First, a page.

My defining word for 2017 is trust. Trusting in the Lord, and not my own abilities, failures, and fears. Here’s one from the archives. One of my lifetime lightbulb moments in trust. #WorthRevisit
Holy Thursday Mass 2016
After receiving the Eucharist, I knelt and prayed a while. Some infraction of the Mass rubrics was ticking me off. I was salty and seethed a bit internally. I prayed “Oh God, I’m so sorry that people ignore your Church’s instruction, and disrespect your authority. They have so many false ideas, which lead them down the path towards grave error even. What can I do to correct them?”
God’s presence resonated within me. He silently resonated so much within me. Firstly, that if I were praying out of genuine compassion, this would be a very different conversation. Instructing the ignorant is a work of mercy, but my motivations were not so pure.
At that, the veil dropped from my self-contented eyes. I saw the pride with which I esteemed myself and my spirituality over others’. And why? Because I held a scrap of knowledge they did not? As if factoids and tidbits mean anything for the state of a soul.
Then the real kicker. He asked if I trusted him to deal with it himself?
Pride in myself surpassed my trust in God
Pride in my own knowledge led me to feel superior. We can never approach God with a servant’s heart, while puffed up on our own merits. We cannot be instruments of His mercy while focused on ourselves. Trusting in ourselves denies the real need for trust in God.
Only in hindsight can I place where I’ve heard such a prayer before. My prayer was a biblical one, of sorts, but not one we should seek to imitate. I was praying the pharisee’s prayer.
Luke’s gospel contains some of the most powerful, well-known parables of our Lord. In Chapter 18, Jesus tells a parable sharply contrasting two approaches to prayer. A pharisee, infamous for his practice of strictly adhering to (and surpassing) God’s covenant, prayed a self-congratulatory prayer. The lowly and hated tax collector did not recite a list of his own deeds and attributes. Instead, he humbled himself before God, begging His mercy.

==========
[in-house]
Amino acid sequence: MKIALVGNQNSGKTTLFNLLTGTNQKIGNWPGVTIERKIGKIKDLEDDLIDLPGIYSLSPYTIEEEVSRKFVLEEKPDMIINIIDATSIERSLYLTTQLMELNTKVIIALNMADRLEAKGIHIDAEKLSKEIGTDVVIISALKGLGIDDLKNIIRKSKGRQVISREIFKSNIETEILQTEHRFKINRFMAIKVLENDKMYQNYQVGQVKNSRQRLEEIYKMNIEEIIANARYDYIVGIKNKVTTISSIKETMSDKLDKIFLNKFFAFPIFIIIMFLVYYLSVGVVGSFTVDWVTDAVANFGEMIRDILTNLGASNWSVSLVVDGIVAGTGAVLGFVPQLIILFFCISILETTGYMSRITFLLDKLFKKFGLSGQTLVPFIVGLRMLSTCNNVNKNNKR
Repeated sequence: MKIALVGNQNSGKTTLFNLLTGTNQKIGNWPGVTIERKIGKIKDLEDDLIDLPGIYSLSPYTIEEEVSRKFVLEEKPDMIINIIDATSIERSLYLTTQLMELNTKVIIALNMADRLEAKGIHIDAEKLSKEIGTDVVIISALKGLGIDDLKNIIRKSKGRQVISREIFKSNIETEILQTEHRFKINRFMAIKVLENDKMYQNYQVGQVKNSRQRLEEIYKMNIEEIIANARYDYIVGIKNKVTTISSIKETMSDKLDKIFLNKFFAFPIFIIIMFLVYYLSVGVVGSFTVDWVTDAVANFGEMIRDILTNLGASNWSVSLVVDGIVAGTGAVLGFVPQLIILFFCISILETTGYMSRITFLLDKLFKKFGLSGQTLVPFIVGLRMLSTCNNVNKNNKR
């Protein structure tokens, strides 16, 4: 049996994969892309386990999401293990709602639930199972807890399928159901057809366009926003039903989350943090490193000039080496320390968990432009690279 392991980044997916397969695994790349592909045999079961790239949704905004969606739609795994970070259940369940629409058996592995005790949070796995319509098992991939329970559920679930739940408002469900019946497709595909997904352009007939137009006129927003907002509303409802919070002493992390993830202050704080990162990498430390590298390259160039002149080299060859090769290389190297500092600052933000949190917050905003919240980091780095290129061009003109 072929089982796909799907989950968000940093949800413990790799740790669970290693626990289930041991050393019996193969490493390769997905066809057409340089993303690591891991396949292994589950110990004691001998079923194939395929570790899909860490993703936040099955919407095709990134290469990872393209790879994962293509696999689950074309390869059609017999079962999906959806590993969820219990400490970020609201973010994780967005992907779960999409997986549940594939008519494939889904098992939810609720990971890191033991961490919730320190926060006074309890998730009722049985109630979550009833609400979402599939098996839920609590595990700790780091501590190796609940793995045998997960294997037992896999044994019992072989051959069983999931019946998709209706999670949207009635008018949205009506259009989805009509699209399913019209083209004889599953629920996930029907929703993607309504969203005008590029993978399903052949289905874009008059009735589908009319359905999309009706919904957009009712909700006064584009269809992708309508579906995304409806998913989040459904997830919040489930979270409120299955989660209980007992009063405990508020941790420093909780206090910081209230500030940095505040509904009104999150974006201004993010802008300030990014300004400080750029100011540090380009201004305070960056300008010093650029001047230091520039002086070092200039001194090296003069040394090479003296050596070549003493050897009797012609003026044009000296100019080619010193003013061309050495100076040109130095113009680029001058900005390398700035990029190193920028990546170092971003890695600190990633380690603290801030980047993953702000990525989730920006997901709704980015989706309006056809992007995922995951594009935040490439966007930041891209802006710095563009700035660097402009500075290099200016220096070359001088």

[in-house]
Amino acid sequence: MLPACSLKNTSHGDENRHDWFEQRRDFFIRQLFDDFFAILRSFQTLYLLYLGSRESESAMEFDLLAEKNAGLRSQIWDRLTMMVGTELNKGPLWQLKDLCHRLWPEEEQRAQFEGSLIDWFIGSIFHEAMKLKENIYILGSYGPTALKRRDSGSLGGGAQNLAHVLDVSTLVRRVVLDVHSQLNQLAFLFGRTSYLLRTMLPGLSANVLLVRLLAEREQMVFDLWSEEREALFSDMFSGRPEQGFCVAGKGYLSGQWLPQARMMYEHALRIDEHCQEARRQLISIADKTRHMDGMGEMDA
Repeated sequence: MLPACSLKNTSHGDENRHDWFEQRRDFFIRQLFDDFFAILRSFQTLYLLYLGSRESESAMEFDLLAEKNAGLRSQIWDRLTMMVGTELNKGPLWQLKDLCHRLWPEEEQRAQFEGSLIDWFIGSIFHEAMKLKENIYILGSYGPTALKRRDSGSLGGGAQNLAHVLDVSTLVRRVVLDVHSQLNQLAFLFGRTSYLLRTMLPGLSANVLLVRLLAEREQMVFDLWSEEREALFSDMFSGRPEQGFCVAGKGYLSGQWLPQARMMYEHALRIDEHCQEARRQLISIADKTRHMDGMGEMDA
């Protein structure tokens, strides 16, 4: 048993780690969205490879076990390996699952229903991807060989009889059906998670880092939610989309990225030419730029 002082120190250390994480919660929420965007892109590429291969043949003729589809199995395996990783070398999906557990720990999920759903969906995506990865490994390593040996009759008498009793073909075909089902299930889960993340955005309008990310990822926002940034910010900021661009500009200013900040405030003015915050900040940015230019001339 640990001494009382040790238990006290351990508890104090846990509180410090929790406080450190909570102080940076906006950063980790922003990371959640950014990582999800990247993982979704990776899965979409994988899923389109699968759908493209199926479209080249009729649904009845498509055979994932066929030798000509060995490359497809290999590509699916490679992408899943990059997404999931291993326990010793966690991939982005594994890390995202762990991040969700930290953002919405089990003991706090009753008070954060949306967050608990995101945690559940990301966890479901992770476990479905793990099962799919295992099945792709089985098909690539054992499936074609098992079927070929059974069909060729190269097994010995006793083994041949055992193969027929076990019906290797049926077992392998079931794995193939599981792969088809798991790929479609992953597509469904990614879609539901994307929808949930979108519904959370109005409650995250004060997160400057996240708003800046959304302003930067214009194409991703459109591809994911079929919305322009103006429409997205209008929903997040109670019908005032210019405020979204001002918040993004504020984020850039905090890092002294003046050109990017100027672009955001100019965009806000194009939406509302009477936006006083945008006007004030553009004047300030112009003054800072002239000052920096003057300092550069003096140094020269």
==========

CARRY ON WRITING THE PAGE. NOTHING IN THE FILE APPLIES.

These disparate men were both sinners in their own ways, but only one was humble enough to admit it. Jesus says that humility will be rewarded not a little, but all. “I tell you, the latter went home justified, not the former; for everyone who exalts himself will be humbled, and the one who humbles himself will be exalted.” (Lk 18:14)
How to be less prideful
I could tell you about cognitive exercises. Moving the will against prideful thoughts. Choosing instead to cultivate the virtue of humility. But I won’t. Pride cannot be combated through more reliance on your own efforts. The only answer is to realize how small you are, and ask help from God. Throw yourself into God’s arms.
Pray About It
- As St. Therese wrote:
I know, O my God, that you cast down the proud soul but give an eternity of glory to those who humble themselves. I want, then, to set myself in the lowest place, sharing your humiliation so as to “have an inheritance with you” in the Kingdom of Heaven.
Read the full text of her prayer for acquiring humility here.
- Reflect upon and pray the Litany of Humility, which begins “O Jesus! meek and humble of heart, Hear me. From the desire of being esteemed, Deliver me, Jesus.”
- Instead of imitating the Pharisee, echo the tax collector. Become the humble publican, who according to Jesus Christ, “went home justified”. Kneel before Him in the Blessed Sacrament. Beat your breast. Veil your head. Cry out from your heart the ancient Jesus Prayer: “Lord, have mercy on me, a sinner.”
Oh, I also started reading much more challenging books on theology. So now I’m frequently brought down a peg, as I realize how little I truly know. That’s a constructive lesson in humility!
Like this post? You might enjoy my review of the book Trusting God with St. Therese. How do you deal with pride?